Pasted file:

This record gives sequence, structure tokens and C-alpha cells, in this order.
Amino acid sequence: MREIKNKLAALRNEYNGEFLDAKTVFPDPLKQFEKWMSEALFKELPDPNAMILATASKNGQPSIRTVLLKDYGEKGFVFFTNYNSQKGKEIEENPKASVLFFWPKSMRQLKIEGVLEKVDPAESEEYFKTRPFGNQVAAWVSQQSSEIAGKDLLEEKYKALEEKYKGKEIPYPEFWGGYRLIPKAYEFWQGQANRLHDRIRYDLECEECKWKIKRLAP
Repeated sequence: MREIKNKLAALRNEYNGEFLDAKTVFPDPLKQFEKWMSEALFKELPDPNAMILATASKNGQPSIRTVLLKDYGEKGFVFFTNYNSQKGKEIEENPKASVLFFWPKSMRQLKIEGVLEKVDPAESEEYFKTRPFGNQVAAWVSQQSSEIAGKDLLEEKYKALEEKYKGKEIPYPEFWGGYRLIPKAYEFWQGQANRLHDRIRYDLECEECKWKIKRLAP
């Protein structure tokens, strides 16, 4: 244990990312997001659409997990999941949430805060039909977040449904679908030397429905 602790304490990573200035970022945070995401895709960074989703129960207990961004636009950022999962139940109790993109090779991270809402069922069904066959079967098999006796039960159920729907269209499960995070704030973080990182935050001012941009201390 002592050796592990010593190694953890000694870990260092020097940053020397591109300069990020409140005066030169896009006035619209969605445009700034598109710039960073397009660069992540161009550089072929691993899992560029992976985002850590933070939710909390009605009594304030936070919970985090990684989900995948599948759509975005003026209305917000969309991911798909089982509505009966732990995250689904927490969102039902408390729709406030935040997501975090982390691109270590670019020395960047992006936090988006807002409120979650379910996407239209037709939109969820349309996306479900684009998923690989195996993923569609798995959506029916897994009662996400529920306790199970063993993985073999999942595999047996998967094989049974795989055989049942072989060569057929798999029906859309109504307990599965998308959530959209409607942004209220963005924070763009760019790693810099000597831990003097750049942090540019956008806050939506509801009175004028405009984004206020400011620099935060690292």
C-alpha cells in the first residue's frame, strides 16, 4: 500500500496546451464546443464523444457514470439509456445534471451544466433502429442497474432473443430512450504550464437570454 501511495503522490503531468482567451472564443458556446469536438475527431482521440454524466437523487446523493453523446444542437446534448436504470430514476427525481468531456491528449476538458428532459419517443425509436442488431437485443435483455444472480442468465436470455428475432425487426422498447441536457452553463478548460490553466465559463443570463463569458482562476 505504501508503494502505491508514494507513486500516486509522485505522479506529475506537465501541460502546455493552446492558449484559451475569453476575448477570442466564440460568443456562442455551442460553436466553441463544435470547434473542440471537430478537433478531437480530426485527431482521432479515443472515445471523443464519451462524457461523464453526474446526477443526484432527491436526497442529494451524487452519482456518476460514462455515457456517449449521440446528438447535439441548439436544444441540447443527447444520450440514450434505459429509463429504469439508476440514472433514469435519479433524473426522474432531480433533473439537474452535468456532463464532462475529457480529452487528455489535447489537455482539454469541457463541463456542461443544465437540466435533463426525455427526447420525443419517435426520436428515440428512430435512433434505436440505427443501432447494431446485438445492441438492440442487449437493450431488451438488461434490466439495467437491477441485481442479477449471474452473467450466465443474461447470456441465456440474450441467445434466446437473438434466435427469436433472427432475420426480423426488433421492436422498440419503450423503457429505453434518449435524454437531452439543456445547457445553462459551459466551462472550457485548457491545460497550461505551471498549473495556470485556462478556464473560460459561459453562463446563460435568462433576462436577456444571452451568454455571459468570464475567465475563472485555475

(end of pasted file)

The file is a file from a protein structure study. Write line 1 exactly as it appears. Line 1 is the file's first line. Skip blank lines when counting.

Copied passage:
This record gives sequence, structure tokens and C-alpha cells, in this order.